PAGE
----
Modernizing Commercial Aviation: A Proposal for Blockchain as a Solution to Aircraft Registration and Recordation

By: Colin Mummery

I. Introduction

Aircraft financing is a distinctive area of commercial asset-based financing because of unique rules, regulations, and practices.[1] Indeed, the inherent mobile capacity of an aircraft raises important considerations for financing as compared with more traditional fixed assets such as real estate.[2] The law governing any aircraft financing involves a combination of international, federal, and state law.[3] While federal statutes provide for a national system of aircraft registration and lien recordation, the validity and priority of an interest remain state law questions.[4] The ratification by the United States of the Cape Town Convention and associated aircraft Protocol further impacts the federal and state interplay with respect to aircraft objects covered by the Convention by altering certain rules governing aircraft financings through the establishment of an international framework for the creation, registration, enforcement, and prioritization of certain interests relating to specified airframes, engines, and helicopters.[5]

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You’re Blocked! Should Public Officials Be Allowed to Stifle Speech On Social Media?

By Peter Kourkouvis

I. Introduction

Last May, the Southern District of New York ruled in Knight First Amendment Institute at Columbia University v. Trump (Knight Institute) that President Trump violated the First Amendment rights of seven individuals when he blocked them from the @realDonaldTrump Twitter account because of their critical comments.[1] Merely the highest-profile instance of a burgeoning phenomenon, people across the U.S. have complained about elected officials blocking them from their social media pages.[2] Since the Knight Institute decision, the Fourth Circuit became the first court of appeals to decide that such exclusion violates the First Amendment.[3] Lawmakers have been put on notice.[4]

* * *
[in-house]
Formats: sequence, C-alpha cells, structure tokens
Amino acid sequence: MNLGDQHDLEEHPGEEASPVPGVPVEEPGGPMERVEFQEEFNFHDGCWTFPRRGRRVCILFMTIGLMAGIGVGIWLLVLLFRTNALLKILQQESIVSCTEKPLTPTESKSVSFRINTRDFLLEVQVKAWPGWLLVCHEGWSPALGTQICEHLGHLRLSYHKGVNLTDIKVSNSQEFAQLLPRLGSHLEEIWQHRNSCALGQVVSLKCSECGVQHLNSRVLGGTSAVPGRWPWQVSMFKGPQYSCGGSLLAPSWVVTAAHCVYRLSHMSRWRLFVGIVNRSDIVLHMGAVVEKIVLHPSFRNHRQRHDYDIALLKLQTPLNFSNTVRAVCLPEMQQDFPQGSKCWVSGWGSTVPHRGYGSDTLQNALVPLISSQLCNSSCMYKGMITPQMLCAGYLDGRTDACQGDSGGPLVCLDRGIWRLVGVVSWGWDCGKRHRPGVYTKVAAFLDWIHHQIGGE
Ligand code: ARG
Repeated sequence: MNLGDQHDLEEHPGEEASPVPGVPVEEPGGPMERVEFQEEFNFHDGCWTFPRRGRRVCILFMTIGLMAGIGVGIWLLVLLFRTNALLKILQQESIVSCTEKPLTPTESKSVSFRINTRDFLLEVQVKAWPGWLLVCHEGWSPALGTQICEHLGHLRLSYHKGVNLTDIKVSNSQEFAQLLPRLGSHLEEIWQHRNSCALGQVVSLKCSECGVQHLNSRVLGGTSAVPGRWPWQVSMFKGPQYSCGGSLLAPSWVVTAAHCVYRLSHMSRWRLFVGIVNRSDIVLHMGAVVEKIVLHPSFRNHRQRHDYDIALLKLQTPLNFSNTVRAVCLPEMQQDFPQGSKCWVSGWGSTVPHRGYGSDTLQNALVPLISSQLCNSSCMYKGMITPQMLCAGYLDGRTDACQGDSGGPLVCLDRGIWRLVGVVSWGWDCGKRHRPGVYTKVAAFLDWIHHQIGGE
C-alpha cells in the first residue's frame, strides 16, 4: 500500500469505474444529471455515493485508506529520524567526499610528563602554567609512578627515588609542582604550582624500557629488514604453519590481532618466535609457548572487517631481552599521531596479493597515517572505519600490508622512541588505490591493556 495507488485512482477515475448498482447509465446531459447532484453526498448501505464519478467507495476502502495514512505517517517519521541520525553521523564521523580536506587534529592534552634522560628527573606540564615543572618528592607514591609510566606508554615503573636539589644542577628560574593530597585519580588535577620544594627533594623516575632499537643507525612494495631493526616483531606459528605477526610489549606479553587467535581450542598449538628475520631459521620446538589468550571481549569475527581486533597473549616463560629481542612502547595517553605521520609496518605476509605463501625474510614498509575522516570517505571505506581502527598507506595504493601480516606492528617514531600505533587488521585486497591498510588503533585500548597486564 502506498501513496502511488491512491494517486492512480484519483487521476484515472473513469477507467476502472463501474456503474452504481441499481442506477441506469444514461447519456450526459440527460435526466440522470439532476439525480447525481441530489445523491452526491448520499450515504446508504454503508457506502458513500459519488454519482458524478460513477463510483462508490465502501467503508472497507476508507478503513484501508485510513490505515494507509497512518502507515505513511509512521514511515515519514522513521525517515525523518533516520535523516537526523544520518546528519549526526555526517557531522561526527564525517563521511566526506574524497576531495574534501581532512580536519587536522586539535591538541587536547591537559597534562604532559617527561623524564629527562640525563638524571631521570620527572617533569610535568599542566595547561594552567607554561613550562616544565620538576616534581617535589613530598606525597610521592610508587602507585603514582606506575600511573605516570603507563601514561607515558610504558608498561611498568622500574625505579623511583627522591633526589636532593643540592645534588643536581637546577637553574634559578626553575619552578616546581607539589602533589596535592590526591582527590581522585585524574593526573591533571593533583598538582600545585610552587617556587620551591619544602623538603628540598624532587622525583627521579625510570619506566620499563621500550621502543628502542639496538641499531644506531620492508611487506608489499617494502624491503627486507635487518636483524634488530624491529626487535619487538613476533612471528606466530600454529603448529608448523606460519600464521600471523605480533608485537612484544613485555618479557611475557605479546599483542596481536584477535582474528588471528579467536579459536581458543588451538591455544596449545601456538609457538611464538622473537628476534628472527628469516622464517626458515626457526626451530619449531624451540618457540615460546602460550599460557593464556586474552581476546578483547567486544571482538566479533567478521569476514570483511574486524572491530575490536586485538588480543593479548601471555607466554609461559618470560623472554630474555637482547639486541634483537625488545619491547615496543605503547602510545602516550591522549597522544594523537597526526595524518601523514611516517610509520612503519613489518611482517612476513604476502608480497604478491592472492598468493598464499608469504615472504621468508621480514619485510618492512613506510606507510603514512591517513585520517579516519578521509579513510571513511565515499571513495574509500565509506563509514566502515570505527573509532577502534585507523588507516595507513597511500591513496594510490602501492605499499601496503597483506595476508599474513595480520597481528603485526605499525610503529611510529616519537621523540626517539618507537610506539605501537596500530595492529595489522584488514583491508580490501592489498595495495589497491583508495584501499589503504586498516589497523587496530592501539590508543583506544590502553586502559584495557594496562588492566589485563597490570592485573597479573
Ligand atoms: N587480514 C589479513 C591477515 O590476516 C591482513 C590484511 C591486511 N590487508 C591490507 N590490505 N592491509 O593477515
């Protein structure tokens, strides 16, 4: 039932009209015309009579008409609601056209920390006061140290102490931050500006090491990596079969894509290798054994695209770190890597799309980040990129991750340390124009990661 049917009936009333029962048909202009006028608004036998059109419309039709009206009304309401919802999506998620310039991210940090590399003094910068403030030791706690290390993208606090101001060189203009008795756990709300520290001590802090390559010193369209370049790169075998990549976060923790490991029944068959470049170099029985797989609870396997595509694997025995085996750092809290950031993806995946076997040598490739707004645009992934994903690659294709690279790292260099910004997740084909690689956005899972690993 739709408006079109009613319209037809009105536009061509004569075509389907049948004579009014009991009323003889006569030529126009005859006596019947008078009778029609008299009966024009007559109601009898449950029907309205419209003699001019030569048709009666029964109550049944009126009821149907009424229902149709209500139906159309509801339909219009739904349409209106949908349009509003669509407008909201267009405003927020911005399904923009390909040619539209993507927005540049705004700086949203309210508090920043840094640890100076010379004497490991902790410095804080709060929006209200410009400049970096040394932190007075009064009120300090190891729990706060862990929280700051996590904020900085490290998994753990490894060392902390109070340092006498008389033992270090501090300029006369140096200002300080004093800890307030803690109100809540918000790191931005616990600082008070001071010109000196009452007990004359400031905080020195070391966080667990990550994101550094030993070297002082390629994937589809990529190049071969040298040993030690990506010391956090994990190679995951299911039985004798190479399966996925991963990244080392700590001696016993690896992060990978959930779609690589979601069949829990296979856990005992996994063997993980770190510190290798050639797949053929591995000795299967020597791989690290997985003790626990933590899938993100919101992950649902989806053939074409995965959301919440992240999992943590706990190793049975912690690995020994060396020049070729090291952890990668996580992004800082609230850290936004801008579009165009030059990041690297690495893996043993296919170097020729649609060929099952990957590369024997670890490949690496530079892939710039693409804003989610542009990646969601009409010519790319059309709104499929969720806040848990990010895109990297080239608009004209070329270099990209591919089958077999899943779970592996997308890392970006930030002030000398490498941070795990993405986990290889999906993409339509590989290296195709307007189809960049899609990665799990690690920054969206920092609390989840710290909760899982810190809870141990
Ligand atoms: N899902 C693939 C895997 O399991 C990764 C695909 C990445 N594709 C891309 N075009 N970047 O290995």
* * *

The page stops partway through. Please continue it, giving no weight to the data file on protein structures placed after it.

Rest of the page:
However, the issue remains unsettled. Central to determining whether public officials’ blocking of the public from their social media pages violates the First Amendment is determining whether a social media page can constitute a public forum. This Article examines this controversial issue by first discussing the Supreme Court’s public forum doctrine in Part II. Then, Part III discusses how courts have applied forum analysis to public officials’ social media pages. In Part IV, I argue that the approach taken by the Southern District of New York and the Fourth Circuit conforms with public forum analysis, makes sense given popular usage of social media, and best serves the policy of promoting robust discussion on social media, while also providing government officials guidance as to how to avoid violating the public’s First Amendment rights.

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Whistleblowers, Internal Reporting, and GDPR Compliance

By Varun Chari

The adage “Between a Rock and a Hard Place” has long captured the predicament of the employee-whistleblower who must decide whether to report company fraud. However, with the Securities & Exchange Commission (SEC) providing incentives to whistleblowers to report internally and the General Data Protection Regulation (GDPR) imposing legal restrictions on the collection of personal data, the adage now better describes the employer’s situation. U.S. transnational companies are pressured with the task of restructuring their internal compliance procedures to incorporate the requirements imposed by the GDPR[1] or risk potential liability for failing to do so. This Article will first explain this development by providing a brief background on the SEC whistleblower incentive scheme and the GDPR. Next, this Article will discuss the procedural requirements companies are subject to when they process a whistleblower or third-party’s personal data. Finally, this Article will propose best practices that companies should implement when processing a whistleblower claim internally.

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